• Payment to associates

    Under the R&D tax incentive, R&D entities can only obtain an R&D tax offset for expenditure they incur to an associate when the amount is paid.

    If you incur expenditure to an associate, the answers to these frequently asked questions will help you to work out when the amount has been paid and; therefore, when you can claim an R&D tax offset for that expenditure.

     

    Further Information

    For more information, including a definition of 'associate', refer to Research and development tax incentive - expenditure incurred to an associate.

    End of further information

    I have read that amounts incurred to my company's associates must be paid before I can claim a notional deduction for this expenditure. Can I follow other ATO guidance to assist me to determine if I have paid an amount?

    'Paid' in relation to the R&D tax incentive has its general legal meaning, which includes constructive payment. This means that you can use our existing guidance products and rulings to assist you to determine your eligible notional deductions for amounts paid to associates.

     

    Further Information

    We have a number of interpretive products that look at related terms such as cashed, payment, loans, contributions, advancement of money and consideration. Although not an exhaustive list, the following interpretive products may assist you to work out whether you have paid an amount to your associate:

    • ATO ID 2003/347 Loan Fringe Benefits - advance of money by cheque
    • TR 2010/1 Income tax: superannuation contributions (as at 8 December 2010)
    • GSTR 2003/12 Goods and services tax: when consideration is provided and received for various payment instruments and other methods of payment (as at 11 July 2007)
    • TR 2002/9 Income tax: withholding from payments where recipient does not quote ABN (as at 1 August 2007)
    • ATO ID 2002/141 Superannuation retirement & employment termination: Eligible termination payment (ETP): ETP death benefit must be cashed
    • ATO ID 2006/132 Superannuation retirement & employment termination: Eligible termination payments (ETP) - Journal entries insufficient to constitute payment of a death benefit ETP made under ETP provisions
    • GSTD 2004/4 Goods and services tax: can consideration for a supply be provided or received without transferring money (such as where the parties only make book entries recording their agreement that the supply is paid for)? (as at 1 December 2004).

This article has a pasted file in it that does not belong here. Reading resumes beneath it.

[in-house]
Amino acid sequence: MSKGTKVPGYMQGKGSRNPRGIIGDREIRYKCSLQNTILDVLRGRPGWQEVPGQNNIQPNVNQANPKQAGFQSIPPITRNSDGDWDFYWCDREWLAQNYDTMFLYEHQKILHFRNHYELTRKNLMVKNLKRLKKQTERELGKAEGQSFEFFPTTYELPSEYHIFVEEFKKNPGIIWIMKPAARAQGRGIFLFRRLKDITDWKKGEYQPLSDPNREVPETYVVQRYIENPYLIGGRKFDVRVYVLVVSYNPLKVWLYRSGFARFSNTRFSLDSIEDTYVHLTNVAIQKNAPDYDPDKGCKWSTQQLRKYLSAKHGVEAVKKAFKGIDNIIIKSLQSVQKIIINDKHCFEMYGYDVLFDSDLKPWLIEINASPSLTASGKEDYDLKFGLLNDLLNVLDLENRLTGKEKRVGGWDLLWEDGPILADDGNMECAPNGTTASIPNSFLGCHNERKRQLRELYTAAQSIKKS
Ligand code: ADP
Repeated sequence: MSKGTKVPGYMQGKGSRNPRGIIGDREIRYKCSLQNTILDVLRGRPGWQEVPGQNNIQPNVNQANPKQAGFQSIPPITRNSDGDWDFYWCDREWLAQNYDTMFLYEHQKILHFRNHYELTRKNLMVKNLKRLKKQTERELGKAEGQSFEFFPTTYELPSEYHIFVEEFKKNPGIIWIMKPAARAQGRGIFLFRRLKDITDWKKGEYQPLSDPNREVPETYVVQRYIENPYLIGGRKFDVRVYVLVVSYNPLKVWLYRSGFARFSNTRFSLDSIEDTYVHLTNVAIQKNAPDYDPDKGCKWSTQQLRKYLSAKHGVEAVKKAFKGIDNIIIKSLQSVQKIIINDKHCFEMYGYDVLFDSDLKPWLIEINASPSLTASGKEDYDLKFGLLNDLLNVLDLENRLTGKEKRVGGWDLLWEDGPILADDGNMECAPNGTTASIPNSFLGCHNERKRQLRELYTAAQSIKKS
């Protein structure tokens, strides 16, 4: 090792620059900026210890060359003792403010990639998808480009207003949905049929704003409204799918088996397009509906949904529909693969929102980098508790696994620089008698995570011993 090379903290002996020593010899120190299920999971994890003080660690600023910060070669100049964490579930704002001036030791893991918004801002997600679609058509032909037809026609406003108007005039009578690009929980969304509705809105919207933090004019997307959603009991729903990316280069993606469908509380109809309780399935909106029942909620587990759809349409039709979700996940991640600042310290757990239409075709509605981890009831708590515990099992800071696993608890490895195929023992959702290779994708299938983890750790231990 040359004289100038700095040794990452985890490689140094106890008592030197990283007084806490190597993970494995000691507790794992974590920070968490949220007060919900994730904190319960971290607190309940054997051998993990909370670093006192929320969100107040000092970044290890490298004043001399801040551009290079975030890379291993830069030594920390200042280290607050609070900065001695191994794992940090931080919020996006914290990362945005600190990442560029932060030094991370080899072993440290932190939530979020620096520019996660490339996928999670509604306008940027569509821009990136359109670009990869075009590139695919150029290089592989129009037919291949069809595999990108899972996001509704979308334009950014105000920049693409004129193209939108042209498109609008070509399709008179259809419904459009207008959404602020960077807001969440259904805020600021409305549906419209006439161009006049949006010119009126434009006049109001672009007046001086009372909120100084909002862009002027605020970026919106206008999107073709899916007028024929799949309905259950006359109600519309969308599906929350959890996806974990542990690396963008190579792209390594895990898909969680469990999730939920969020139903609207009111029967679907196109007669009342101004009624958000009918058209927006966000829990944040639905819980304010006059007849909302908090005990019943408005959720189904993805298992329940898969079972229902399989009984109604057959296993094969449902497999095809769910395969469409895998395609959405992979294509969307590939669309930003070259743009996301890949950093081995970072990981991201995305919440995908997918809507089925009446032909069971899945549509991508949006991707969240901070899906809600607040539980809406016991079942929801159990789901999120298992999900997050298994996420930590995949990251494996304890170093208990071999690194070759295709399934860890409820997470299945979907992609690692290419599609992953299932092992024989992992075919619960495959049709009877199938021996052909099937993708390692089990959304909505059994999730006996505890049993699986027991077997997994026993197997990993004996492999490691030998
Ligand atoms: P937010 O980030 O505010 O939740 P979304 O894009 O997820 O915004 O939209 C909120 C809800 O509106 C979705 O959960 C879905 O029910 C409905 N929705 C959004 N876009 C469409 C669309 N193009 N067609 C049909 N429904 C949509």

End of further information

    I have issued a cheque to my associate, but it was not presented by 30 June 2012. Can I claim a notional R&D deduction for this amount?

    A personal cheque is taken to be paid when it is received by the recipient, provided it is promptly presented and not refused. It will be taken to have been presented promptly if the presentation is within a few business days.

    If it is clear to us that payment has not been promptly sought on a personal cheque, the payment will, in the absence of extenuating circumstances, be taken to be made if, and when, the cheque is presented and cleared.

    Can a journal entry be considered payment?

    Using a journal entry to transfer an obligation by way of a loan account will not, on its own, constitute payment.

    A journal entry will only constitute payment if there are mutual liabilities between the two parties and there is a binding agreement between those parties to set off the liabilities.

    Example 1:

    Company A conducted all R&D activities on behalf of Company B. Company A issued an invoice to Company B for the full amount of its services. Company B did not have any funds to pay Company A, so Company A and Company B entered into a loan agreement for this amount. Company B wants to claim the R&D tax incentive for this amount.

    As no mutual liabilities existed between the two companies, Company B is unable to claim the R&D tax incentive for this amount until it has paid Company A.

    Example 2:

    Company C conducted all R&D activities on behalf of Company D. Company C issued an invoice to Company D for the full amount of its services. Company D did not have any funds to pay Company C. However, Company C owed Company D an amount in excess of the invoiced amount. Company C and Company D agree in writing for the amount of this invoice to offset the amount Company C owes to Company D. Company D wants to claim the R&D tax incentive for this amount.

    As mutual liabilities existed between the two companies, and the binding agreement between Company C and Company D agreed that the liability would be offset, the invoice is considered to be paid. As a result, Company D can claim the R&D tax incentive for this amount.

    My company is a subsidiary in a consolidated group for a full income year, and I contract another member of that group to undertake R&D activities for me. Does the amount under this contract need to be paid before claiming a notional deduction amount?

    No. The claimant company in this scenario would be the head entity of your group. If the amounts were incurred, and meet all other eligibility criteria for the R&D tax incentive, all amounts incurred by a subsidiary while a member of a consolidated group are taken to have been incurred by the head company. Therefore, amounts incurred to other subsidiaries within a consolidated group are not required to be paid before being claimed under the R&D tax incentive.

      Last modified: 31 Aug 2012QC 25268